"I think shes a little bit like me. I think shes strong and sensible and I hope Im all those things. "

Julie Andrews on her role as Queen Lillian


eCentral
By Michael A.Fredericks


A New Voice

A botched throat operation in 1998 left her vocal chords irreparably damaged but Dame Julie Andrews is not going to let that stop her from experiencing a few of her favourite things. 

She is 71 going on 72, but Dame Julie Andrews would put women (or, for that matter, men) half her age to shame. And it’s not limited to her physical appearance (taut skin, toned body, perfect posture) either; the lady exudes class and grace from every pore. Add to that an incredibly humble and down-to-earth nature that belies her status as an all-time screen legend, and you get the kind of movie star that just does not exist anymore.  

It’s all rather appropriate then that in her recent movies, including Shrek the Third – for which she is being interviewed by the group of eight entertainment scribes gathered in Los Angeles – she has been cast as royalty.  

But why does she think she’s been given these roles?  

“Perhaps it’s because I played the queen once, and they probably thought, ‘That’s a good idea, we’ll ask her again.’ 

“Actually, I don’t know why they ask me. I think it’s something to do with my English accent. Somebody in the other room singled out me, Helen Mirren, Judie Dench and Cate Blanchett, and I said, ‘There you are. We’re all English!’” she answers with the very same English accent, enunciating every word distinctly. 

When reminded that Blanchett is Australian, Andrews quickly retorts: “Oh well, close enough. Excuse me. But certainly, let’s say, Commonwealth.”  

Queen Lillian is Andrews’ third role as royalty, one that represents a voice of reason in the fairytale kingdom of Far Far Away, and it is a character that’s very much like her – strong, proactive, calm and collected – albeit slightly on the unconventional side.  

“I think she’s a little bit like me. I think she’s strong and sensible and I hope I’m all those things.  

“Also, I think it’s wonderful that Queen Lillian has a frog for a husband, and an ogre for a daughter. She’s terribly practical about the whole thing! In fact, she tickles me, I love the character. And she’s got a very strong head.”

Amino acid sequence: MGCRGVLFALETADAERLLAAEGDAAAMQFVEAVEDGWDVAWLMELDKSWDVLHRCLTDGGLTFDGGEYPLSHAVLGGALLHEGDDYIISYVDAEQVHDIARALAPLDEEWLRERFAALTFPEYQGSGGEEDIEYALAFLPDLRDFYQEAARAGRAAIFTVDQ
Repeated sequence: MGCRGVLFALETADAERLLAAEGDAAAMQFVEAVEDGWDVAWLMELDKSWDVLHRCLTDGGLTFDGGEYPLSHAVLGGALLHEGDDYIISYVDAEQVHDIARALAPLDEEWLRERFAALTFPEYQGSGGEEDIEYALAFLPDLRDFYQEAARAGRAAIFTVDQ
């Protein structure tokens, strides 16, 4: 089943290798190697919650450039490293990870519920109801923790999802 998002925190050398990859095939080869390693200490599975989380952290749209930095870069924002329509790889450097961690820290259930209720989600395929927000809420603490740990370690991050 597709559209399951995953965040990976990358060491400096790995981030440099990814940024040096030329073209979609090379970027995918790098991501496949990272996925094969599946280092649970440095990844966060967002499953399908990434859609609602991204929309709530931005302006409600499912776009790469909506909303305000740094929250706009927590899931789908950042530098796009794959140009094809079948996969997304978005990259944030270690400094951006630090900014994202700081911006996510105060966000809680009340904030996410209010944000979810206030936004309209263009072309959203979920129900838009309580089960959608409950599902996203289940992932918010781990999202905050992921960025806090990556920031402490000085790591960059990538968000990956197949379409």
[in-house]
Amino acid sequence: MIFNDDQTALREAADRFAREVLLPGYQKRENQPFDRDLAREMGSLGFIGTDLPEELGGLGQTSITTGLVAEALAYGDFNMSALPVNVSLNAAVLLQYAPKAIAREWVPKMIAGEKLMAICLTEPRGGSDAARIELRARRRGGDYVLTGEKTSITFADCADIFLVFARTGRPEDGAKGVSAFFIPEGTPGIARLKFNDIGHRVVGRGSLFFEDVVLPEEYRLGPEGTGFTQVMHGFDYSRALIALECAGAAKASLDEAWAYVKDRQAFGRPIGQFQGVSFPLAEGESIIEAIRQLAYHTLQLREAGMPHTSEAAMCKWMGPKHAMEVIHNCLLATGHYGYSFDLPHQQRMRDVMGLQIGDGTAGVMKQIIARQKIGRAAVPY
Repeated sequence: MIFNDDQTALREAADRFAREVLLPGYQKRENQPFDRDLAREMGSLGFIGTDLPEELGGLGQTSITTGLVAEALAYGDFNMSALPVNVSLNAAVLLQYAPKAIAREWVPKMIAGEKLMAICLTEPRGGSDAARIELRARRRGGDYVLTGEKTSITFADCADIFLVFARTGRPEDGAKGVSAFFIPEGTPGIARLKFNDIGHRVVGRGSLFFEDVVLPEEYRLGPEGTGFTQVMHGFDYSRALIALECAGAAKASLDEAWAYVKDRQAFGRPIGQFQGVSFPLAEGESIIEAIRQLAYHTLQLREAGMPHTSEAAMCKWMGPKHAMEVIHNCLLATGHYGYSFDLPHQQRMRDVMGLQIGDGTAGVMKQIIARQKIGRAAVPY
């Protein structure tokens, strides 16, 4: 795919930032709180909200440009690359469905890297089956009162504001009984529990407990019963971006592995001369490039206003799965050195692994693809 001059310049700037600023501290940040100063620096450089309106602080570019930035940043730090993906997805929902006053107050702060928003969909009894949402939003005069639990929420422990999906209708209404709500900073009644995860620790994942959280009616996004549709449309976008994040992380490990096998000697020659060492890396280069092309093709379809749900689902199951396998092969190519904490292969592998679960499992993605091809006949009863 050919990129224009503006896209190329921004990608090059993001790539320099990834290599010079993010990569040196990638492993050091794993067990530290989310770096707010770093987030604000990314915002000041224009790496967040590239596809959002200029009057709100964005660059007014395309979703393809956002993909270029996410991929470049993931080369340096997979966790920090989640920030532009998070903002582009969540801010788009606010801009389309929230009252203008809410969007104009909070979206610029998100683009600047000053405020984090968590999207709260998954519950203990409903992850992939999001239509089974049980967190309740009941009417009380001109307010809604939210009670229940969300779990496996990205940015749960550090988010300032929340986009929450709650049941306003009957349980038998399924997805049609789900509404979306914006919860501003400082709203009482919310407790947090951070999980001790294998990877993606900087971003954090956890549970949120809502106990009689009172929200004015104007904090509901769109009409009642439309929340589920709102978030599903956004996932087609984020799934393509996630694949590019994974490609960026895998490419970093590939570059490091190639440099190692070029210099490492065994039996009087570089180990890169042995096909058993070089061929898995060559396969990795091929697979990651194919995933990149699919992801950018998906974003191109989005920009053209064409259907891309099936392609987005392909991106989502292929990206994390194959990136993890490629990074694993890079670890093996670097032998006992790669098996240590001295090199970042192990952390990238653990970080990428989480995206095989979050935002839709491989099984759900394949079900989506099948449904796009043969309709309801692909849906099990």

Blessed with a four-octave singing voice and perfect pitch, Andrews was, as a child, introduced by her mother and stepfather, to the world of entertainment, regularly performing to packed music halls. This continued into adulthood, with Andrews becoming a bona fide Broadway star when she wowed audiences as Eliza Doolittle in the stage musical, My Fair Lady

And then came the TV roles, which paved the way for her entry into movies. She made her film debut in Mary Poppins (1964), and then later captured the hearts of a whole generation, with her portrayal of the governess Maria in the massive hit The Sound of Music (1965).  

She continued to push herself in even more challenging roles – baring her breasts in S.O.B (1981), then following it with Victor/Victoria (1982) where she played a woman playing a man playing a woman – but it is her first two musicals that most fans will remember.  

Children today, however, “don’t know Mary Poppins or Sound of Music; they know Princess Diaries better,” she says, without a hint of disappointment in her voice. 

Of course, the fans that remember her as a vocalist would know how much was lost to the unfortunate surgery that left her vocal chords irreparably damaged.  

Andrews speaks openly about the loss of her voice, and says that she’d never stop mourning the fact that she won’t be able to sing again.  

One won’t begrudge her for being just a tad bitter about it, but she doesn’t allow such a negative emotion to take hold. 

“It’s a little late to be bitter about it – it happened. I denied it for a very long time because I hoped that over time my singing voice might return, but it’s not going to, I don’t think, so now I can talk about it much more easily.”  

Not one to rest on her laurels, Andrews is keeping herself busy with projects aplenty.  

She is currently working with a vocal restoration group, but says that it isn’t to find a cure for her but instead for “people out there who really do need to be helped, who can be helped.”  

She has a special interest too, being in a movie like Shrek the Third that references fairytales, as she has turned to writing children’s books in recent years. 

Her books, collectively known as the Julie Andrews Collection, are published under a small publishing company that she and one her daughters run. And as if all this isn’t enough to keep her busy, Andrews is, at present, writing her autobiography.  

“I’m not writing my entire life. I could not write all of that, but I am writing about half, probably the beginning of my life, the period that many people don’t know about. So I’ll bring it up to about Mary Poppins and that’s where the book ends.”  

As Andrews talks about her books – especially her children’s books – it becomes increasingly obvious that this has become as dear to her as her singing was; it is probably one of her favourite things.  

She recalls a conversation she had with her daughter, Emma Walton Hamilton: “What my lovely daughter said to me one day, when the subject of the loss of my voice came up – she asked me, ‘Mum, are you hurt?’ 

“And then she said, ‘But you’ve just found a different way of using your voice, which is with the children’s books’. And I went, ‘I never thought of it that way.’ But it’s true! It’s true!”